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Recycled resources to establish inclusive playground in BG

Park Concept – Graphic via Landscape Structures, Wood County Plays

Old tires recycled to rubber surfacing will create the base of Carter Park’s new inclusive playground.

Bowling Green Mayor Mike Aspacher had the opportunity to apply for the Recycling and Litter Prevention Tire Scrap Tire Grant from the Ohio Environmental Protection Agency to assist with project funds when city council passed Resolution 3815.

Wood County has partnered with Wood County Plays, a non-profit organization that creates an inclusive playground that promotes communication, empathy, learning and understanding for children. They are currently fundraising $575,000 online to complete this project.

The city has been allocated $7.3 million from the American Rescue Act Plan where $100,000 of which was given to support the Inclusive playground and Wood County Plays. 

Some features that make this playground inclusive include: a 5-foot high artificial turf hillside covered in slides, a wheelchair-accessible log for kids to explore and a 7-foot high climbing course.

Bowling Green Sustainability and Public Outreach Coordinator Amanda Gamby explained how rubber surfacing is key to making the playground fully accessible. 

“A big component of that is a poured in place rubber surface, and that has quite a few purposes, one for accessibility, so folks in wheelchairs or with mobility devices can easily access the equipment,” Gamby said. “But, it also has some components in terms of the coloring that’s used to provide safe spaces for folks who are visually impaired.” 

The rubber surfacing used for the playground is expensive, making up almost half of the total cost, but park officials say it is essential to make the playground fully accessible. 

“For this project, in particular, it’s a grassroots effort. It’s a non-profit that is partnering with us on this project, so the total project is going to cost well over $500,000,” Gamby said. “They’re currently fundraising to be able to cover the cost of that. Just to install this surface, the estimates are over $200,000, so if we can get this grant, it’ll cover half of the cost of it.” 

As of Mar. 15, Wood County Plays has raised $310,000 of their $575,000 goal through online fundraising. It was last updated on Jan. 23, according to their website. In hopes of assisting with the cost of the rubber surfacing, Aspacher will apply for the Scrap Tire Grant.

During the city council meeting, BG Public Works Director, Brian Craft, mentioned the project’s timeline, saying, “We got the Carter Park Playground project happening, this summer, early fall.” 

There are four different grants available under the Recycling and Litter Prevention program: the Academic Institution Grant, the Community Recycling Grant, the Market Development Grant and the Scrap Tire Grant.

More specifically, the Scrap Tire Grant is available for businesses, local governments and nonprofits to establish or expand scrap tire processing and product manufacturing. Those who apply can get up to $300,000 with 100% match,  businesses are required to have a government sponsor and grantees have 24 months to complete the project.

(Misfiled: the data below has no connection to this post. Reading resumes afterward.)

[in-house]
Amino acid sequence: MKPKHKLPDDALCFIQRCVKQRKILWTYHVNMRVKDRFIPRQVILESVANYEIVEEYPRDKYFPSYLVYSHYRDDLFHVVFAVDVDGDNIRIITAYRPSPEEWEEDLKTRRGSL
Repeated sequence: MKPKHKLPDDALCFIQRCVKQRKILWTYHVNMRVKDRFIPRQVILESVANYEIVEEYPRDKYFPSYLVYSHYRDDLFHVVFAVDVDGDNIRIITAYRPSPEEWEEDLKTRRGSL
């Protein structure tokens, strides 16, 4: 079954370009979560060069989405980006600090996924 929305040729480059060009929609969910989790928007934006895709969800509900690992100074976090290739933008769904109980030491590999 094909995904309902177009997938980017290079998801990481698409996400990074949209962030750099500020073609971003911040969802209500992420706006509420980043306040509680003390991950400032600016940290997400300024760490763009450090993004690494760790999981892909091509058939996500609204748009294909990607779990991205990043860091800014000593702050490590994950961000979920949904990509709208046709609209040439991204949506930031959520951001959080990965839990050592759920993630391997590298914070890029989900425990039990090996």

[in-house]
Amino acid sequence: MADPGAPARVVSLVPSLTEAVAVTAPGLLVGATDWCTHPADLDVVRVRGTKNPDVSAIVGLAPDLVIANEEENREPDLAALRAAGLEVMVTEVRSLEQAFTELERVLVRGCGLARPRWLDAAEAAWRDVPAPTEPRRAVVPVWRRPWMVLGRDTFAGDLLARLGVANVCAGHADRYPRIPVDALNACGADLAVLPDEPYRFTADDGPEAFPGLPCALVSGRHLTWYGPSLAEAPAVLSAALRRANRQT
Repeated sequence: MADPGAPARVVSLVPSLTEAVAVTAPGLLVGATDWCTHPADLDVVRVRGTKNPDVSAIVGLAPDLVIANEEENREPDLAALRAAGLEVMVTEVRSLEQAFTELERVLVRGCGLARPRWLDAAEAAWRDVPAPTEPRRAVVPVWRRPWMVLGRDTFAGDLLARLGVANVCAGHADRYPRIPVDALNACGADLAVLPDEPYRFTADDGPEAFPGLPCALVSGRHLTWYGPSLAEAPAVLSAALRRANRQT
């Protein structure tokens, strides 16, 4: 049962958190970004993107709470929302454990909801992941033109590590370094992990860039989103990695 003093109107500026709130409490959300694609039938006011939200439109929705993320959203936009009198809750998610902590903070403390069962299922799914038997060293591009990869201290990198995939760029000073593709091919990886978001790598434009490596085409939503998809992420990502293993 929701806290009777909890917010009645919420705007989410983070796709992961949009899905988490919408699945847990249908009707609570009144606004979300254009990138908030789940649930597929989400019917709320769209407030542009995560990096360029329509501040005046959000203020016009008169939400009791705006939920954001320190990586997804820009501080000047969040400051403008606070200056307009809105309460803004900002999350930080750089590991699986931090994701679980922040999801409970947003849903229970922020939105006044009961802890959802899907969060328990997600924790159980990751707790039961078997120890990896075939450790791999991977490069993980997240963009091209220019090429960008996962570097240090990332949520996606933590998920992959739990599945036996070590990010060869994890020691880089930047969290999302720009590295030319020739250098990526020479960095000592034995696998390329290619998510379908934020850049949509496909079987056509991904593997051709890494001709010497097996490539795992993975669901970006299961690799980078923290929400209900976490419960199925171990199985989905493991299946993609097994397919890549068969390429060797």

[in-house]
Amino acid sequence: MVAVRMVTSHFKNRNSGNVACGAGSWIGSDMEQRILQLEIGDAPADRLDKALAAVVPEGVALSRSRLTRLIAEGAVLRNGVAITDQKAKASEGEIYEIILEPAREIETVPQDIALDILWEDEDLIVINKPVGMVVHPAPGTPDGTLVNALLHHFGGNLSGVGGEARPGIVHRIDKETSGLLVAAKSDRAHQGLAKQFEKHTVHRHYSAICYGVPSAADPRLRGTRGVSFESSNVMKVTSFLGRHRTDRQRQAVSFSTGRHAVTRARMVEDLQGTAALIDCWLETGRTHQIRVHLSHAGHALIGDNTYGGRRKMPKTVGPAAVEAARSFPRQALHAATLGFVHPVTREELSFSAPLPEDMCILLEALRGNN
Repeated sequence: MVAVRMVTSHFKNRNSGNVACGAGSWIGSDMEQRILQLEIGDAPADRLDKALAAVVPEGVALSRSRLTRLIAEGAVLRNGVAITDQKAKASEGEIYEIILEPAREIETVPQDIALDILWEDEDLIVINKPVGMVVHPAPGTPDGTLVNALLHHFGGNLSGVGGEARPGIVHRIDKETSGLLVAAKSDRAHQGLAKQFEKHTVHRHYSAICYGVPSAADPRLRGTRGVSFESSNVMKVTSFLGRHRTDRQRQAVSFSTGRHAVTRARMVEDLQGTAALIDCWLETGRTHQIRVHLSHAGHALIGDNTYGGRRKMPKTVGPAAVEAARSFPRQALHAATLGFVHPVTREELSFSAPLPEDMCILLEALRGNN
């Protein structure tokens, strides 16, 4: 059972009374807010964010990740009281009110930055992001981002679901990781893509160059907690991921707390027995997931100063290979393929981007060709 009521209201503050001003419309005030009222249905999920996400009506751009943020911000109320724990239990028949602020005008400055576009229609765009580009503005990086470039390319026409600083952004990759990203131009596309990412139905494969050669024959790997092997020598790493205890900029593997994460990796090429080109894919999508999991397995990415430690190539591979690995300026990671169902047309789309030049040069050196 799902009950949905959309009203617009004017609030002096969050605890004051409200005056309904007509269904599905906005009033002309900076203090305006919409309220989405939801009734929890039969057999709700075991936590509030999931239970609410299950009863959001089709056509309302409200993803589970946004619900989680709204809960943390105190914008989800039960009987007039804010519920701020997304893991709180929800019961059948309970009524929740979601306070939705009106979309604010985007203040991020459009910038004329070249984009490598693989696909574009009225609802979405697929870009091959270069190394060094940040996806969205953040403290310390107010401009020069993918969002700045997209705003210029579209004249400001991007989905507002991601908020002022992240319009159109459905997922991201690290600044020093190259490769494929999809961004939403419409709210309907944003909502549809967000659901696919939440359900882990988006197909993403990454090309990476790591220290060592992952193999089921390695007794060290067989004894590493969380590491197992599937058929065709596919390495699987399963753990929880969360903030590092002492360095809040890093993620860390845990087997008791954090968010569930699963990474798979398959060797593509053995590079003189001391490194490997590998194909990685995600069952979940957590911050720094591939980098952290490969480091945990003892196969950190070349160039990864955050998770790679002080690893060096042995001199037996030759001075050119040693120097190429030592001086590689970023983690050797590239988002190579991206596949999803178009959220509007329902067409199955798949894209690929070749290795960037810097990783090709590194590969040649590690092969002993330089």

The grant was announced by the Ohio EPA on Dec. 30, 2021, and the application deadline was Feb. 4, 2022 at 3 p.m.

Officials say this grant will provide opportunities for local governments, private businesses, nonprofit organizations and schools, with the main goal being to create and use recycling and litter prevention programs. 

Using recycled tires to create the playground flooring makes the city eligible for the grant, and it is what many hope will lead them to obtain the grant.

“(Rubber surfacing) can actually be made out of recycled tires or recycled rubber from the tires, so we are applying for a grant that would help pay for that installation and the material to have that surfacing installed,” Gamby said. 

Carter Park is due for new playground equipment and in a good location, according to BG Parks and Recreation Director Kristin Otley, making it a good spot for the home of the inclusive playground. 

“Carter Park is in a great location there, by I-75, by the university. In terms of partnerships and things, we talked about getting some student groups involved that work with education, in terms of intervention teachers and stuff like that,” Otley said. “Just a number of partnerships, that location would really serve well. There are a lot of tournaments that come in the summertime, that come to use the ball diamond and stuff, so it would really get a lot of exposure, as well.”

Although, the construction of this new playground will only affect the current play equipment, “there is a point where that will have to get removed so, there won’t be play equipment until the new play equipment goes in. It’s going in on the same general footprint of where the current play equipment is,” Otley said.

It is the keyway for businesses and individuals to reduce the waste they generate and it’s negative impact.

The Solid Waste Management Planning was created by the Ohio EPA to oversee 52 solid waste management districts, one of which being Wood County.

These district’s main purpose is to provide Ohioans with opportunities to reduce, reuse and recycle their waste.

Since 1995 Wood County’s Solid Waste Management has obtained nearly $3 million in state-level grant funding to support local recycling and waste reduction programs by working with the Ohio Department of Natural Resources, Division of Recycling and Litter Prevention.

If Bowling Green obtains this grant, Gamby explains it as a win-win situation, “because we then get to further educate the community, not only on the importance of inclusivity and how awesome this playground is going to be, but we get to also say this project recycled tires,” Gamby said.

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